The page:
We shall see though!
O Brother Where Art Thou
THEN - I totally forgot about the angel and the demon chat back in... episode 3 was it? In any case, I still wish that more had come of that then what we get...
I DO like it when Amara freaks out a bunch of the public-preaching religious people. But it's pretty sad when she kills them all. I mean... it really DOES paint her as evil, because that was OTT, you know? Also, gross charred bodies.
Sam having a vision of Lucifer in the cage. And it's a cold day in Vancouver. And Lucifer caps off the fake vision with a burning bush... he knows how his dad communicates.
Sam and Dean fighting - I don't like the fish-eye lens on the beginning of this, but that's personal taste.
Dean: "Yeah, with Lucifer, the biggest Monster ever hatched. Fan-freaking-tastic!"
Sam: "You know what, Lucifer WAS the biggest monster ever hatched, until you and I hatched one that's even worse!"
- I DO like the fact that Sam's not just blaming himself here, as he always did for the apocalypse even though that was 50% Dean's fault too.
Jensen is so pretty in these close ups.
Dean: "You were in the forest. There are bushes there and sometimes they burn!"
- Haha, very specifically burn... sure Dean.
That's a nice glass Dean is drinking out of.
Dean: "Crowley, you know that the Darkness is going to pound on everything and that includes you."
Sam: "Yeah, and you had a shot at taking her out when she was with you, but apparently you thought that sucking up was the way to go."
Dean: "And that didn't work out so well."
- And once again, the Winchesters and Crowley are in a situation where the enemy of their enemy is their friend... this is how they justified Crowley's position in 5, 7, 9 most of 10, and now 11! Only 6 and 8 are actual Crowley as enemy seasons, personally, I kind of perfer those, but I understand that they like the character and want to keep him around. I like Mark Sheppard myself... but, I don't know... it's just one of those things where basically being unofficial friends with the King of Hell makes the Winchesters less... lone cowboy/anti-establishment than they were in the first 5 seasons. I suppose their aging like everyone ages... first you rail against the establishment, then you recognize that it's not as cut and dry as all that, and then you BECOME the establishment. But, I DO miss the anti-establishment days of yore... we all stay that way in our hearts, I think, even if our actions and lifestyles don't support it... because being the establishment is way more comfortable, when it comes down to it.
Crowley: "Because she chose you! And you couldn't control your girlfriend! What happened in that room? Why did she insist on sparing you? What is she to you?"
Dean: "You want to know what she is Crowley? What about God's sister."
Crowley: "God's sister? He has relatives?! I had that kind of leverage in my hand and I let it slip away-"
- I do like how Dean avoids the question of "why did she spare you." I also like Jared's acting here, because you can tell Sam wants to jump all over those questions with his own, but he's biting them all back because it would give Crowley leverage to know the brothers were keeping secrets again.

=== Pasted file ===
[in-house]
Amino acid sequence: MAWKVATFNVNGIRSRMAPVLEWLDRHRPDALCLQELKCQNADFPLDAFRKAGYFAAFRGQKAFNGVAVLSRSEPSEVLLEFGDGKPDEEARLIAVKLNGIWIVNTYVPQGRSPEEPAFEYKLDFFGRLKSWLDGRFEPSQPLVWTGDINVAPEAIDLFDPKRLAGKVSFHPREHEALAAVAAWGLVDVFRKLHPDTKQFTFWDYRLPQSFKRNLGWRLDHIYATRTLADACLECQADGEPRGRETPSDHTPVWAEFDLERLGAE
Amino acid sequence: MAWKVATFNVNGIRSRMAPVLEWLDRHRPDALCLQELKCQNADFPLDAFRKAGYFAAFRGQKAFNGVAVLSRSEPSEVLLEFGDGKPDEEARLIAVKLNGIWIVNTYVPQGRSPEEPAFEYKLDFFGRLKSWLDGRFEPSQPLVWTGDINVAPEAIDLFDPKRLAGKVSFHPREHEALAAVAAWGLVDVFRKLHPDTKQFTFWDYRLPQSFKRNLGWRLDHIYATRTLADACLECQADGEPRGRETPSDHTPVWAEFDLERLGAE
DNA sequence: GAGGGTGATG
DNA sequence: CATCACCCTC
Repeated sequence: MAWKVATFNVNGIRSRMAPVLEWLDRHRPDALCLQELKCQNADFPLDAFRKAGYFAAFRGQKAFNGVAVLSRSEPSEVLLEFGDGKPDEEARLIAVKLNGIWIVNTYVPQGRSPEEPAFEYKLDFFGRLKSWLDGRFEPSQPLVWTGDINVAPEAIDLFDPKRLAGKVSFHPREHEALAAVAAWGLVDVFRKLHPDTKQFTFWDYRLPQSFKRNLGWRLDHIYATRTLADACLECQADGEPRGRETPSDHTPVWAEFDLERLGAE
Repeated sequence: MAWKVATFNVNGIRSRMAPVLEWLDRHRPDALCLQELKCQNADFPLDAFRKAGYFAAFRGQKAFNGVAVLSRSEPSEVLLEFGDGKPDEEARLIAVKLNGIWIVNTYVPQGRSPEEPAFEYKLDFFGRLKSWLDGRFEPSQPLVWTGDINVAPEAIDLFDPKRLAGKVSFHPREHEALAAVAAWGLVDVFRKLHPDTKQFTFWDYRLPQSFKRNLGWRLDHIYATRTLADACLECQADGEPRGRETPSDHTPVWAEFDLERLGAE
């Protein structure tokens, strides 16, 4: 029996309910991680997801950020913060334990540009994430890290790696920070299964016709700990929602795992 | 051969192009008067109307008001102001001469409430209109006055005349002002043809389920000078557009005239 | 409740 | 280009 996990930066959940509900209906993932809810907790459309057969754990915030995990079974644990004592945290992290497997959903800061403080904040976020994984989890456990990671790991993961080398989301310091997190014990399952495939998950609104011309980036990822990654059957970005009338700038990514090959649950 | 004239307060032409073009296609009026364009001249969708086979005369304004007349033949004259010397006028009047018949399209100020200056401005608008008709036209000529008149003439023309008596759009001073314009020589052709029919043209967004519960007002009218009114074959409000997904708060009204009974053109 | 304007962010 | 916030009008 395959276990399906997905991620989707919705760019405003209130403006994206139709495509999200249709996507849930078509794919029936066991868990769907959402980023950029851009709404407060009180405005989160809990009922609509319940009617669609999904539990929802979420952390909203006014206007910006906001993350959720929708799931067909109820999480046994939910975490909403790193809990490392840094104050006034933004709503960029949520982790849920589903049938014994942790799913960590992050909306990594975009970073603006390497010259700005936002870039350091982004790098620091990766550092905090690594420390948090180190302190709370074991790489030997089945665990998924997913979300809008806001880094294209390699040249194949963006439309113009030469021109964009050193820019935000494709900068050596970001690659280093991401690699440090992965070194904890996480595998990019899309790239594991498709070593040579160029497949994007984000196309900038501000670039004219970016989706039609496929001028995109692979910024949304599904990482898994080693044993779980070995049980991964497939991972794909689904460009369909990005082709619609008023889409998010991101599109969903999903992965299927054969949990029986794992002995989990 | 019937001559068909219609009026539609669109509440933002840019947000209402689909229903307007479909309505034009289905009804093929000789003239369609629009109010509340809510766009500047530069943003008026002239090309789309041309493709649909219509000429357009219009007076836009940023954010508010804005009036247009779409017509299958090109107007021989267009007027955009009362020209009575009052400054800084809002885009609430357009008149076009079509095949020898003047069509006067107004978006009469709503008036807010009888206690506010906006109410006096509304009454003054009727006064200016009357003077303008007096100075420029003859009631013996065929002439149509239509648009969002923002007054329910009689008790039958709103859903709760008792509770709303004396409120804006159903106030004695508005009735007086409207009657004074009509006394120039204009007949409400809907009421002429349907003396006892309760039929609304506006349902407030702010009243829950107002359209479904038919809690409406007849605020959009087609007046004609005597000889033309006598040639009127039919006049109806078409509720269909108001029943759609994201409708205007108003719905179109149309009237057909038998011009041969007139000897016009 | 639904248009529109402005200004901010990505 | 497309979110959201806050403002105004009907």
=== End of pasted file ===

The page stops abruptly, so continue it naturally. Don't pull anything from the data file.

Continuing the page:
I'll say it again - I love how they put the cage in chains, like the way Dean was in chains.
Dean: "Is it possible to control the situation? Because if Sam's not safe, it's not happening."
Dean: "You're the king of the joint, don't you have a key?!"
Crowley: "It was sealed by God himself, of course I don't 'have a key!'"
- So, I think part of what bothers me about this Lucifer storyline overall (and still bothers me about it) is that it took AN APOCALYPSE to free Lucifer last time...remember the 66 seals and the narrowing down of generations in order to produce the perfect mirror vessels to open said seals! And all that jazz? Well, clearly Dean doesn't here - but that was all done because Azazel (who I always presume was the former King of Hell) wanted to open the cage and get Lucifer out.
- I mean, YES, he also wanted to start the apocalypse... so MAYBE it was about more than that, but it kind of annoys me that all they need now is one really powerful witch and the Book of the Damned.... because they had those before too.
- But, yeah, I guess they can breeze through on the technicality that maybe Azazel went about it the traditional way because he wanted the traditional consequences.
Amara: "Wait, so only dead people get to see him? And this makes sense to billions of you?"
Priest: "It is the nature of faith. It's all here - the mercy of God, his love of he world, of mankind, his perfect plan for us."
Amara: "Manipulation! You only believe what he wants you to believe."
Amara: "You don't know what he is like at all!"
Priest: "We certainly do! God is the Light, and it is the Light that vanquishes the Darkness."
- So, excuse me while I pick apart of theme in this episode.... but it's the whole "you believe what he wants you to believe" thing, it comes up again later, but it's also tied in with the notion of faith, which Supernatural (IMHO) has a particular stance on since it has a confirmed-God-universe but is an overall message of humanism and a main character that's an atheist (and I'd argue STILL an atheist even after meeting God.)